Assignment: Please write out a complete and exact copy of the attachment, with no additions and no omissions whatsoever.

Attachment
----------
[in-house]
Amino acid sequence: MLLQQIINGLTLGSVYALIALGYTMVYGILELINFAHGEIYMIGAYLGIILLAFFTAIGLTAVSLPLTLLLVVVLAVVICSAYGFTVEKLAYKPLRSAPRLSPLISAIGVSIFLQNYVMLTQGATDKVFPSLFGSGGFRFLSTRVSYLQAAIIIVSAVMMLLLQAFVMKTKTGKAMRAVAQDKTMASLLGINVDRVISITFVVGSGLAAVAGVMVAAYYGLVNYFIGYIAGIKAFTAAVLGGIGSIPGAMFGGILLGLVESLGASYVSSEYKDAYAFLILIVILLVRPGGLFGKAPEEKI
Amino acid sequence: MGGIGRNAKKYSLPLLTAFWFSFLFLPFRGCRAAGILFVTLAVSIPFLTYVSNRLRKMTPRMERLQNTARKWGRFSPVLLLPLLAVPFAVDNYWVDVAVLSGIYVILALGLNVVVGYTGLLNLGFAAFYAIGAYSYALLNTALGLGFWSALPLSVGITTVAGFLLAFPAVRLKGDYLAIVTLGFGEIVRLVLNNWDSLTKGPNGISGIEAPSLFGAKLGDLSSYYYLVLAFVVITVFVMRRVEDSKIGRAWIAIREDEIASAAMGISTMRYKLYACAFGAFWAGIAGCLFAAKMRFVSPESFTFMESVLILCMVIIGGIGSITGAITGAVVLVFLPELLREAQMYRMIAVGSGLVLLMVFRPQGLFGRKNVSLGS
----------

[in-house]
Amino acid sequence: MLLQQIINGLTLGSVYALIALGYTMVYGILELINFAHGEIYMIGAYLGIILLAFFTAIGLTAVSLPLTLLLVVVLAVVICSAYGFTVEKLAYKPLRSAPRLSPLISAIGVSIFLQNYVMLTQGATDKVFPSLFGSGGFRFLSTRVSYLQAAIIIVSAVMMLLLQAFVMKTKTGKAMRAVAQDKTMASLLGINVDRVISITFVVGSGLAAVAGVMVAAYYGLVNYFIGYIAGIKAFTAAVLGGIGSIPGAMFGGILLGLVESLGASYVSSEYKDAYAFLILIVILLVRPGGLFGKAPEEKI
Amino acid sequence: MGGIGRNAKKYSLPLLTAFWFSFLFLPFRGCRAAGILFVTLAVSIPFLTYVSNRLRKMTPRMERLQNTARKWGRFSPVLLLPLLAVPFAVDNYWVDVAVLSGIYVILALGLNVVVGYTGLLNLGFAAFYAIGAYSYALLNTALGLGFWSALPLSVGITTVAGFLLAFPAVRLKGDYLAIVTLGFGEIVRLVLNNWDSLTKGPNGISGIEAPSLFGAKLGDLSSYYYLVLAFVVITVFVMRRVEDSKIGRAWIAIREDEIASAAMGISTMRYKLYACAFGAFWAGIAGCLFAAKMRFVSPESFTFMESVLILCMVIIGGIGSITGAITGAVVLVFLPELLREAQMYRMIAVGSGLVLLMVFRPQGLFGRKNVSLGS